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Why is it that dropping h's pronouncing (th) as (f), or using a flapped intervolic t/d are taken as signs of poor education, when it's, objectively, just as orthographically wrong?

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    My guess would be, it's a mistake associated with a higher social class. In the US theta-fronting is generally associated with African-American Vernacular, but intrusive R is associated with accents closer to Received Pronunciation. (And flapped T is pretty much universal here so there's no real stigma.) – Draconis Feb 2 '17 at 18:13
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    All stigmas are social, not rational or linguistic. As such, they're unpredictable and depend on who's speaking, not what they're saying or what it means. Consequently there's no use in looking for objective causes beyond tribal identification. – jlawler Feb 2 '17 at 19:16
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    What has "orthographically wrong" got to do with anything? English orthography is largely non-phonemic, and there are countless dialects that are different in countless ways from whatever your favorite pronunciation is, and if you have a concept of "orthographically wrong", then that would mean they are all wrong except one. Heck, non-rhoticism itself would be "orthographically wrong", and that's part of RP. – LjL Feb 2 '17 at 20:28
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    @sumelic I should have been clearer I was in fact referring to -nt- flapping. – Harry Anderson Feb 2 '17 at 21:54
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    @Mitch, -nt- -> -nn- doesn't happen, so far as I know, though -nd- -> -nn- does, in some dialects. David Stampe's analysis is that the -n- nasalizes the preceding vowel, the -n- then disappears (as do all nasal consonants before homorganic voiceless stops), the -t- now is intervocalic and subject to the flapping process, and finally the resulting flap (being a sonorant) is voiced and nasalized. That leaves a voiced nasal flap from the original phonemic /nt/. Note that -n- (much less -nn-) is not possible at any stage, though intervocalic phonemic /n/ can also be flapped, ,,, (cont.) – Greg Lee Feb 3 '17 at 20:55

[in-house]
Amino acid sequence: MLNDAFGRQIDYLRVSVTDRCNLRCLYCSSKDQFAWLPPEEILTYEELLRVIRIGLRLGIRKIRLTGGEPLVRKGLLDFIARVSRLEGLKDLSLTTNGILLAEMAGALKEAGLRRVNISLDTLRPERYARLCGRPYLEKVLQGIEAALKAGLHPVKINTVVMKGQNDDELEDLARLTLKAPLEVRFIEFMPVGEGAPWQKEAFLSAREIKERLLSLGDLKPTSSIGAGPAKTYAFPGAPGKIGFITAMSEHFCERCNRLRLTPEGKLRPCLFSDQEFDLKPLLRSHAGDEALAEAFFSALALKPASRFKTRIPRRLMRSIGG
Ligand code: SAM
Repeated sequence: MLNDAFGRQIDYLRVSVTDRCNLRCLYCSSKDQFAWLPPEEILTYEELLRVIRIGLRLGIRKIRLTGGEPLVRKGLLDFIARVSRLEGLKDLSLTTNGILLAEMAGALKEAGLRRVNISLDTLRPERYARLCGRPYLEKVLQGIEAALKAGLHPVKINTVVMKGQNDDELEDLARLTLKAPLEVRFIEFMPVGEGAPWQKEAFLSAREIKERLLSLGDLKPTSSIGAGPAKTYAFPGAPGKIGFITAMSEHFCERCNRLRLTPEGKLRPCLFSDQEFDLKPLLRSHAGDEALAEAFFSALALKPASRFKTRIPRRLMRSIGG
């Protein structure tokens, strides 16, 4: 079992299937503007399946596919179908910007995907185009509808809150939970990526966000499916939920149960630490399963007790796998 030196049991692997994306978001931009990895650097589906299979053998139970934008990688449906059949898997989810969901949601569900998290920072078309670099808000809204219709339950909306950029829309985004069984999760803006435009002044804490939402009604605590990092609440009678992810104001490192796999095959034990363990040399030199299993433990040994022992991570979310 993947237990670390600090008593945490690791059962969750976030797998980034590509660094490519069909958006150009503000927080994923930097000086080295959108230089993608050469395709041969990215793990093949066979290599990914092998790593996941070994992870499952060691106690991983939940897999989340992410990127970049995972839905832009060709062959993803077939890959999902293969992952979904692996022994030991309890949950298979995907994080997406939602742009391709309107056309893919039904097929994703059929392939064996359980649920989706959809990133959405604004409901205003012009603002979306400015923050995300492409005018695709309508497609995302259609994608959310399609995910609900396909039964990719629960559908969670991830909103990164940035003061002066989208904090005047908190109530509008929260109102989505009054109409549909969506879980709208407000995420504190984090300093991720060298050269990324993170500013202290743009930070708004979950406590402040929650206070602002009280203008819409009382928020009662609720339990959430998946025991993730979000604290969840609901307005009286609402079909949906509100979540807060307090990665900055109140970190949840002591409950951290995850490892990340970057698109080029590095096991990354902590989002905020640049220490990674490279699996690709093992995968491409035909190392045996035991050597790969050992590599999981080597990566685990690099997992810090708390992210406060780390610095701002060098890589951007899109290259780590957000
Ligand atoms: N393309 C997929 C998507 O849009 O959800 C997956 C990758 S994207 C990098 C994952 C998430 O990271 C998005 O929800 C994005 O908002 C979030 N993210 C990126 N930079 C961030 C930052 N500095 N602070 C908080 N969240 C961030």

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A pronunciation feature of a dialect is called a mispronunciation only when it is stigmatized. When it applies to a regular feature of a dialect, like your two examples of r-insertion and flapping, that is simply what "mispronunciation" means -- saying things the wrong, i.e. stigmatized, way.

So if r-insertion and flapping are not stigmatized, they are not mispronunciations. It is all a matter of terminology and social prejudice.

Your use of the phrase "orthographically wrong" suggests that you have a theory about "correct" pronunciation that all and only the letters used in the conventional spelling of an expression should be directly reflected in pronunciation. That is an unusual idea, but if you have that prejudice, you do, and it's not the sort of thing that we can argue about. I don't share it, though.

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There is widespread belief that there is single correct way to say things in a language, so if you say tom[ɛj]to and I say tom[ɑ]to then one of us has to be wrong, and furthermore it's you (unless I recognize that my pronunciation tom[ɑ]to is in fact wrong). It's also widely believed that people are taught their language; so if they don't pronounce a word according to an assumed norm, then the most generous interpretation is that they don't know better and that would be because their education was deficient. This applies to r-dropping, r-insertion, θ→f, coda-simplification, use of "ain't", use of "could of" and so on.

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